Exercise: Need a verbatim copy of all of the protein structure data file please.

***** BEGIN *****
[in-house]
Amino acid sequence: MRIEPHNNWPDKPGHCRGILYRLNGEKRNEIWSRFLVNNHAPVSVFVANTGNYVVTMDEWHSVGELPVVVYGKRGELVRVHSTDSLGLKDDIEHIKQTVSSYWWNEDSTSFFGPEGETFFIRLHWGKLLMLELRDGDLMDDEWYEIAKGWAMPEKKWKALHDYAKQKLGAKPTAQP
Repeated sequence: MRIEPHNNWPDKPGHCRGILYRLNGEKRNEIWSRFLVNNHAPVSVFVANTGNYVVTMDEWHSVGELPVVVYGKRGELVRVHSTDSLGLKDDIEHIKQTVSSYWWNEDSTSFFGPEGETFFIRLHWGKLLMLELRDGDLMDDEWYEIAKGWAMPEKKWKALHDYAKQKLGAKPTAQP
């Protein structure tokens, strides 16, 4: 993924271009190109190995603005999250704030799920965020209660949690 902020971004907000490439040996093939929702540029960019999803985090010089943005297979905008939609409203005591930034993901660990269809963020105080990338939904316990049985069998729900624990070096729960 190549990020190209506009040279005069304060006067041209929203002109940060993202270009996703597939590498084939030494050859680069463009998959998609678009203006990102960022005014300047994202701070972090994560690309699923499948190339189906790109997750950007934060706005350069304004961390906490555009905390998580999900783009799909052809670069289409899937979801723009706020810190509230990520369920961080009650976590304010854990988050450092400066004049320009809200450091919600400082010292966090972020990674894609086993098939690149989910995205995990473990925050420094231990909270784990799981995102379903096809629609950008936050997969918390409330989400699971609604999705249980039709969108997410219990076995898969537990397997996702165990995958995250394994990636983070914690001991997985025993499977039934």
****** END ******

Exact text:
[in-house]
Amino acid sequence: MRIEPHNNWPDKPGHCRGILYRLNGEKRNEIWSRFLVNNHAPVSVFVANTGNYVVTMDEWHSVGELPVVVYGKRGELVRVHSTDSLGLKDDIEHIKQTVSSYWWNEDSTSFFGPEGETFFIRLHWGKLLMLELRDGDLMDDEWYEIAKGWAMPEKKWKALHDYAKQKLGAKPTAQP
Repeated sequence: MRIEPHNNWPDKPGHCRGILYRLNGEKRNEIWSRFLVNNHAPVSVFVANTGNYVVTMDEWHSVGELPVVVYGKRGELVRVHSTDSLGLKDDIEHIKQTVSSYWWNEDSTSFFGPEGETFFIRLHWGKLLMLELRDGDLMDDEWYEIAKGWAMPEKKWKALHDYAKQKLGAKPTAQP
């Protein structure tokens, strides 16, 4: 993924271009190109190995603005999250704030799920965020209660949690 902020971004907000490439040996093939929702540029960019999803985090010089943005297979905008939609409203005591930034993901660990269809963020105080990338939904316990049985069998729900624990070096729960 190549990020190209506009040279005069304060006067041209929203002109940060993202270009996703597939590498084939030494050859680069463009998959998609678009203006990102960022005014300047994202701070972090994560690309699923499948190339189906790109997750950007934060706005350069304004961390906490555009905390998580999900783009799909052809670069289409899937979801723009706020810190509230990520369920961080009650976590304010854990988050450092400066004049320009809200450091919600400082010292966090972020990674894609086993098939690149989910995205995990473990925050420094231990909270784990799981995102379903096809629609950008936050997969918390409330989400699971609604999705249980039709969108997410219990076995898969537990397997996702165990995958995250394994990636983070914690001991997985025993499977039934």